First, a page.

much (comparative more, superlative most)

  1. (obsolete) Large, great. [12th-16thc.]
  2. A large amount of. [from 13thc.]
  3. (now archaic or nonstandard) A great number of; many (people). [from 13thc.]
  4. (now Caribbean, African-American) Many ( + plural countable noun). [from 13thc.]

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Que a categoria em ENGLISH - ADVERB
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English - Adverb

MUCH (_comparative_ MORE, _superlative_ MOST) * To a great extent. _I don't like fish MUCH._ _He is MUCH fatter than I remember him._ _He left her, MUCH to the satisfaction of her other suitor._ * 1909, Archibald Marshall, _The Squire's Daughter_, chapterI: They stayed together during three dances, went out on to the terrace, explored wherever they were permitted to explore, paid two visits to the buffet, and enjoyed themselves MUCH in the same way as if they had been school-children surreptitiously breaking loose from an assembly of grown-ups. * Often; frequently. _Does he get drunk MUCH?_ USAGE NOTES * As a verb modifier in positive contexts, _much_ must be modified by another adverb: _I like fish VERY MUCH_, _I like fish SO MUCH_, etc. but not *_I like fish MUCH_. * As a comparative intensifier, _many_ can be used instead of _much_ if it modifies the comparative form of _many_, i.e. _more_ with a countable noun: _MANY more people_ but _MUCH more snow_. SYNONYMS * (to a great extent): (informal) a great deal, (informal) a lot, greatly, highly, (informal) loads, plenty (slang, especially US), very much ANTONYMS * (to a great extent): less, little, few TRANSLATIONS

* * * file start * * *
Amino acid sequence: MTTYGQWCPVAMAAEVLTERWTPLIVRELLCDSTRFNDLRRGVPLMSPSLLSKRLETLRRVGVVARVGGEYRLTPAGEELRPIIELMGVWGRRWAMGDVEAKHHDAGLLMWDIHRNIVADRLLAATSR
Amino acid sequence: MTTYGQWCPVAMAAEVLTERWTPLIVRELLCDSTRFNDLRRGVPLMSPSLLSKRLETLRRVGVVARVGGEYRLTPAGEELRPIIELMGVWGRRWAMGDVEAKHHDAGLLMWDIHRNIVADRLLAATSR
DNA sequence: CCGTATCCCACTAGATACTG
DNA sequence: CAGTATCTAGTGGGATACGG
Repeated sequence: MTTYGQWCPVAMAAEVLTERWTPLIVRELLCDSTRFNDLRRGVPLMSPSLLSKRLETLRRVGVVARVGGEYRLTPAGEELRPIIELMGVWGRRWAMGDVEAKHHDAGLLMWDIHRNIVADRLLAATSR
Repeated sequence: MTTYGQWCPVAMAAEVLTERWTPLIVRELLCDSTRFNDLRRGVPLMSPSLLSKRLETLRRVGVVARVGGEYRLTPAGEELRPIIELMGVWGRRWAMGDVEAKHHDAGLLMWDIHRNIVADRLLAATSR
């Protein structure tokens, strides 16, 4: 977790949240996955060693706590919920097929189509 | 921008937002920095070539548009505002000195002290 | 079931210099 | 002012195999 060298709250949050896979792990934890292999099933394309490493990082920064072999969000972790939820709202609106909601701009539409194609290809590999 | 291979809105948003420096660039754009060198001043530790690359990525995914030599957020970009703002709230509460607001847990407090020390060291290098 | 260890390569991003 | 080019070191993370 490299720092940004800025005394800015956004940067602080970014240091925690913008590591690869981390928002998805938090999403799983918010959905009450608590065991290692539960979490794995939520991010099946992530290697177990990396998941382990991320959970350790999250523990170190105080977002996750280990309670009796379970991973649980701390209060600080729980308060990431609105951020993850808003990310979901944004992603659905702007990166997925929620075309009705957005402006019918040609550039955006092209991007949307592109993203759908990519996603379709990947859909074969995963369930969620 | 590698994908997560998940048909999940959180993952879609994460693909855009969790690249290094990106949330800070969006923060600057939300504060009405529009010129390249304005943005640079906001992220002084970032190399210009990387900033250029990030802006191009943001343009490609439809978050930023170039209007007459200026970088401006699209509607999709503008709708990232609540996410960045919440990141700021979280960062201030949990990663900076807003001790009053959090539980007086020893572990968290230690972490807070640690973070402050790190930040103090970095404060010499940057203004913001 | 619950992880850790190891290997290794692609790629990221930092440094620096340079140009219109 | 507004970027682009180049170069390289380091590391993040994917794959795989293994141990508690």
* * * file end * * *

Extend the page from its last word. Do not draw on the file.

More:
much (comparative more, superlative most)

  1. To a great extent.
    I don't like fish much.
    He is much fatter than I remember him.
    He left her, much to the satisfaction of her other suitor.
  2. Often; frequently.
    Does he get drunk much?

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Que a categoria em ENGLISH - PRONOUN
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English - Pronoun

MUCH * A large amount or great extent. _From those to whom MUCH has been given MUCH is expected._

much

  1. A large amount or great extent.
    From those to whom much has been given much is expected.

Que a categoria em ENGLISH - ANAGRAMS
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English - Anagrams

* chum

Que a categoria em POLISH - PRONUNCIATION
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Polish - Pronunciation

* IPA(key): /mux/

  • IPA(key): /mux/

Que a categoria em POLISH - NOUN
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Polish - Noun

MUCH * genitive plural of _mucha_

much

  1. genitive plural of mucha